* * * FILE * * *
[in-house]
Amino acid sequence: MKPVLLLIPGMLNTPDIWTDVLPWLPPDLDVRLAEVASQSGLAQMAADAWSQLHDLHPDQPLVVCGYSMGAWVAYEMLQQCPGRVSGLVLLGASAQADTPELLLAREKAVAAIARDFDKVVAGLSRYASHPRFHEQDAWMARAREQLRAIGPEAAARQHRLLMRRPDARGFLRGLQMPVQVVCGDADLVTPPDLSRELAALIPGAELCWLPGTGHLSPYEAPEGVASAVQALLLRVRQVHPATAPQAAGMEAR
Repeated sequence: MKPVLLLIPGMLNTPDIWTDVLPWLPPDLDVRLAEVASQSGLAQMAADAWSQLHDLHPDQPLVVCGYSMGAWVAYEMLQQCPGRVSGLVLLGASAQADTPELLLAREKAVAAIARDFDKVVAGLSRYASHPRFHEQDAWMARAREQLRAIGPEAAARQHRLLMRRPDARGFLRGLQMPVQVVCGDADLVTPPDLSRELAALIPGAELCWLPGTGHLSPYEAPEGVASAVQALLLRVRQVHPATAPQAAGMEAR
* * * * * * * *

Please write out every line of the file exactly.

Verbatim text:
[in-house]
Amino acid sequence: MKPVLLLIPGMLNTPDIWTDVLPWLPPDLDVRLAEVASQSGLAQMAADAWSQLHDLHPDQPLVVCGYSMGAWVAYEMLQQCPGRVSGLVLLGASAQADTPELLLAREKAVAAIARDFDKVVAGLSRYASHPRFHEQDAWMARAREQLRAIGPEAAARQHRLLMRRPDARGFLRGLQMPVQVVCGDADLVTPPDLSRELAALIPGAELCWLPGTGHLSPYEAPEGVASAVQALLLRVRQVHPATAPQAAGMEAR
Repeated sequence: MKPVLLLIPGMLNTPDIWTDVLPWLPPDLDVRLAEVASQSGLAQMAADAWSQLHDLHPDQPLVVCGYSMGAWVAYEMLQQCPGRVSGLVLLGASAQADTPELLLAREKAVAAIARDFDKVVAGLSRYASHPRFHEQDAWMARAREQLRAIGPEAAARQHRLLMRRPDARGFLRGLQMPVQVVCGDADLVTPPDLSRELAALIPGAELCWLPGTGHLSPYEAPEGVASAVQALLLRVRQVHPATAPQAAGMEAR